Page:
3. Fosterage- This means a milk relationship. When a child is breastfed by a woman other than his mother, she becomes his foster mother. A man is not allowed to marry relations arising out of this foster relationship. E.g. foster mother or grandmother, foster sister.
  4. Polyandry- This means that if a woman is already married, she cannot marry for the second time until the first marriage subsists. However, a man is allowed to keep four wives.
  5. Differences of religion: A Muslim is only allowed to marry a Muslim. They cannot marry an idol worshipper or a fire worshipper. However, they can marry a kitabia i.e. a revealed religion possessing a religious book (Christianity, Judaism).
  6. Marriage during Iddat period: Iddat is a period during which the incumbent upon a woman, whose marriage has been dissolved by divorce or death of her husband to remain in seclusion, and to abstain from marrying another husband, so as to ascertain the paternity of the child if any conceived. Marriage performed during this period of Iddat is prohibited.

There are various kinds of marriage performed under Islamic law.

TYPES OF MUSLIM MARRIAGES (NIKAH)

There are various kinds of Nikah:

  • Valid marriage/ Sahih
  • Irregular marriage/ Fasid
  • Void marriage/ Batil
  • Mu’tah marriage

1. Valid marriage/ Sahih Nikah

The Sahih Nikah is the one where all the essentials of the marriage a duly fulfilled. If the couple has signed the Nikahnama by the proposal and acceptance, and the groom has paid Meher to the bride, it is deemed to be a valid Nikah. There are certain legal and social implications and obligations arising out of valid marriage. Some of them are listed herein;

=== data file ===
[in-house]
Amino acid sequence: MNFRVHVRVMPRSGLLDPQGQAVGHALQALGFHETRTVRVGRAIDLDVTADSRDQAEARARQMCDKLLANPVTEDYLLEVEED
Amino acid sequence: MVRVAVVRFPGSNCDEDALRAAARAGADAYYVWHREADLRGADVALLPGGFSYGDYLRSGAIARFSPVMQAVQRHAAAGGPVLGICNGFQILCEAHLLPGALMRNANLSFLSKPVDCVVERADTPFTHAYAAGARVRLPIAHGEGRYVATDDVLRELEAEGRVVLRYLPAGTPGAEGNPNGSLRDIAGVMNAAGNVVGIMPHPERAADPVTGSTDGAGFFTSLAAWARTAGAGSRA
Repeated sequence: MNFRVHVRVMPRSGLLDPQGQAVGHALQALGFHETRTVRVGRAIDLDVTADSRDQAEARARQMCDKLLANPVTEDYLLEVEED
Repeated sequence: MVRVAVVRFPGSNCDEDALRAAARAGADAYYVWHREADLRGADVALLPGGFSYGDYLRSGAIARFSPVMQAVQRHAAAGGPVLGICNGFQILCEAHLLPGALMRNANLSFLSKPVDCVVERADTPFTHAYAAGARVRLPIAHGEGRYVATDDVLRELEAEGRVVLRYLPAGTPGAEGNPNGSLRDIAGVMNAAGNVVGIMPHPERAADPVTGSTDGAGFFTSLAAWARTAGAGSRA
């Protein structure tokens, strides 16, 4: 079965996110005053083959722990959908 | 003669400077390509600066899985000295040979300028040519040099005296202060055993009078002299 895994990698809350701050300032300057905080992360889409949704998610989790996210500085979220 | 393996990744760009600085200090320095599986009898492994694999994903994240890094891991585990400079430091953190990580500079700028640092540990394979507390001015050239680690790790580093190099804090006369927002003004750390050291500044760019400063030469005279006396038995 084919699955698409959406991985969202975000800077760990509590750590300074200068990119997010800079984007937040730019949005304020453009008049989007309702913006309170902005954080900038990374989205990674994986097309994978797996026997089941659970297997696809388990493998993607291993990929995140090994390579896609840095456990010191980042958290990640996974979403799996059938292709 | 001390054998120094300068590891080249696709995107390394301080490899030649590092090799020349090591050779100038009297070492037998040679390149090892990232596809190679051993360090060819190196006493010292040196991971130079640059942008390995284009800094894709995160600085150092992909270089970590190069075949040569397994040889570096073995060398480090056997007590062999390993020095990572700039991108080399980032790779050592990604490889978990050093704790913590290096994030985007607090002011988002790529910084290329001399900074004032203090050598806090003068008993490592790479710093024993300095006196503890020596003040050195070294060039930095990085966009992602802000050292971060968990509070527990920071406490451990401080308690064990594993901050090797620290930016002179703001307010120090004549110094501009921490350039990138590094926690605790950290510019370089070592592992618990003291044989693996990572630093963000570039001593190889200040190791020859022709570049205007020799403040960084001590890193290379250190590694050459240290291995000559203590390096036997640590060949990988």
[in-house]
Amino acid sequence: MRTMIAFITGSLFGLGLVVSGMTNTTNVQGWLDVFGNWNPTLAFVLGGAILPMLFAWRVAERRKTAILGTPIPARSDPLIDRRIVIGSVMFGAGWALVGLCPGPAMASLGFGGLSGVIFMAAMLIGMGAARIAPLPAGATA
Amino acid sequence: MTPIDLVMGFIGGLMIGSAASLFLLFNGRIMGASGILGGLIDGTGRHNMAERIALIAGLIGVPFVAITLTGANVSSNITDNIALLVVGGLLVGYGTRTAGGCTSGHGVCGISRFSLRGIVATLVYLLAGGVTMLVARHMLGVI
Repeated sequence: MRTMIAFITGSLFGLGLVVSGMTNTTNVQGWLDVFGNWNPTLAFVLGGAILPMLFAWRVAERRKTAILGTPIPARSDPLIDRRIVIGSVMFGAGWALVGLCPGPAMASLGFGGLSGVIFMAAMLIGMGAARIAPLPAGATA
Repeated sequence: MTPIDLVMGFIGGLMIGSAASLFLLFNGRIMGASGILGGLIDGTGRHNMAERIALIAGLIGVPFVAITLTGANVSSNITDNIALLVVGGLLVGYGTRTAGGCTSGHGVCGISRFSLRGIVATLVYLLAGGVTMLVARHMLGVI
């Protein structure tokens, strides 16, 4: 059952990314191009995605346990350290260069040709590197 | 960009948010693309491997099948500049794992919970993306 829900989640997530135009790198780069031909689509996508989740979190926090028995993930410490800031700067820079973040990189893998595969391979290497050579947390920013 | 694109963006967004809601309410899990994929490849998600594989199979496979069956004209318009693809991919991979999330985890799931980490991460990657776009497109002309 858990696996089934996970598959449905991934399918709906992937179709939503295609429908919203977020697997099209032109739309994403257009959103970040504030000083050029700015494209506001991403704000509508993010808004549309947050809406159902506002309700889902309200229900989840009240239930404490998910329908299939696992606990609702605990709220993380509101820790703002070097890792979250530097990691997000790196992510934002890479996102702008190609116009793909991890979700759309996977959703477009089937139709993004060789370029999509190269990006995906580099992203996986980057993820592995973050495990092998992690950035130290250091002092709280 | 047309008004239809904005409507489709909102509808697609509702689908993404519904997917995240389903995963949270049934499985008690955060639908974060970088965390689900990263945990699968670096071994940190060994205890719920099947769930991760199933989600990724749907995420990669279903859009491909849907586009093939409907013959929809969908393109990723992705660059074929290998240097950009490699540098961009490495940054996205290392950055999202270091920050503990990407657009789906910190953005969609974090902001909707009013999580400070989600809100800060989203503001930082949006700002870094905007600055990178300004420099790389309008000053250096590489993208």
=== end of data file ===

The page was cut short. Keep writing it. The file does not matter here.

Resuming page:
• The spouses can legally consummate their marriage and the children arising out of their relationship are deemed to be legitimate.
  • Due to the Sahih Nikah, the couple acquires rights over inheritance over the property that can be inherited.
  • After a valid marriage, the wife has the right to alimony and maintenance for herself as well as her children. Also, the right to receive maintenance is independent of the right to receive dower.
  • Incase the wife turns a widow post a valid marriage, she is obliged to observe a period of Iddat for a period of 90 days under the Muslim law.
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2. Irregular marriage/ Fasid Nikah

When a contract is lacking one of the essentials of the Nikah. The concept of irregular marriage exists only in the case of Sunni Muslims; while, in the case of the Shias’ the marriage is deemed to be void. Irregular marriages are the one which is called voidable, that means if the essential that the marriage lacks is removed or recovered then, the marriage can be called valid.